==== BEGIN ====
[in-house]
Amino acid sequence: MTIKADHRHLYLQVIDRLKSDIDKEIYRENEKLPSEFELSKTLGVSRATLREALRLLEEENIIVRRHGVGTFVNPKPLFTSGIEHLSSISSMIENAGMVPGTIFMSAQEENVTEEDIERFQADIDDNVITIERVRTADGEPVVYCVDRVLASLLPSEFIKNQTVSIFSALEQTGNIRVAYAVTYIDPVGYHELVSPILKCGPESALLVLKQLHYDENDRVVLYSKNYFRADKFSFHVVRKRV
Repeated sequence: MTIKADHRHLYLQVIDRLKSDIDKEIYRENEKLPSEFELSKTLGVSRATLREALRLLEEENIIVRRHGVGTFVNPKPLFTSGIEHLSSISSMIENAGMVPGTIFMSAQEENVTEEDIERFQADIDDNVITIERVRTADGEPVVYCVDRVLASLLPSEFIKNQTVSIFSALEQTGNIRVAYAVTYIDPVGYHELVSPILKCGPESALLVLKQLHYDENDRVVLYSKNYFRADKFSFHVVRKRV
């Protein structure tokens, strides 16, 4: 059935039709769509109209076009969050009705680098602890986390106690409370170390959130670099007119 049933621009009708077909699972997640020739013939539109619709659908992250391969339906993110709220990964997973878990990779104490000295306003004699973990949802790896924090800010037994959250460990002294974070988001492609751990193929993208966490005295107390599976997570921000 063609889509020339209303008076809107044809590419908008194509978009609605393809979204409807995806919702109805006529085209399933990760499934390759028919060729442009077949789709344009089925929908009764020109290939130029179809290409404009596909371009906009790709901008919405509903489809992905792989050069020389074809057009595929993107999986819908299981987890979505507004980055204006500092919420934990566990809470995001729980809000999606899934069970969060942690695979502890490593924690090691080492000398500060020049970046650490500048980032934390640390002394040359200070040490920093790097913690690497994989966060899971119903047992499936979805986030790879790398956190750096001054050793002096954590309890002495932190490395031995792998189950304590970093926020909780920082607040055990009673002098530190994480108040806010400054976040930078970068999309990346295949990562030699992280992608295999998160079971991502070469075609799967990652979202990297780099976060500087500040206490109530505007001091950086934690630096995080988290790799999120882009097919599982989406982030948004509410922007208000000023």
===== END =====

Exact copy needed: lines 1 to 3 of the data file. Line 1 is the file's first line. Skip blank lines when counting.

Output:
[in-house]
Amino acid sequence: MTIKADHRHLYLQVIDRLKSDIDKEIYRENEKLPSEFELSKTLGVSRATLREALRLLEEENIIVRRHGVGTFVNPKPLFTSGIEHLSSISSMIENAGMVPGTIFMSAQEENVTEEDIERFQADIDDNVITIERVRTADGEPVVYCVDRVLASLLPSEFIKNQTVSIFSALEQTGNIRVAYAVTYIDPVGYHELVSPILKCGPESALLVLKQLHYDENDRVVLYSKNYFRADKFSFHVVRKRV
Repeated sequence: MTIKADHRHLYLQVIDRLKSDIDKEIYRENEKLPSEFELSKTLGVSRATLREALRLLEEENIIVRRHGVGTFVNPKPLFTSGIEHLSSISSMIENAGMVPGTIFMSAQEENVTEEDIERFQADIDDNVITIERVRTADGEPVVYCVDRVLASLLPSEFIKNQTVSIFSALEQTGNIRVAYAVTYIDPVGYHELVSPILKCGPESALLVLKQLHYDENDRVVLYSKNYFRADKFSFHVVRKRV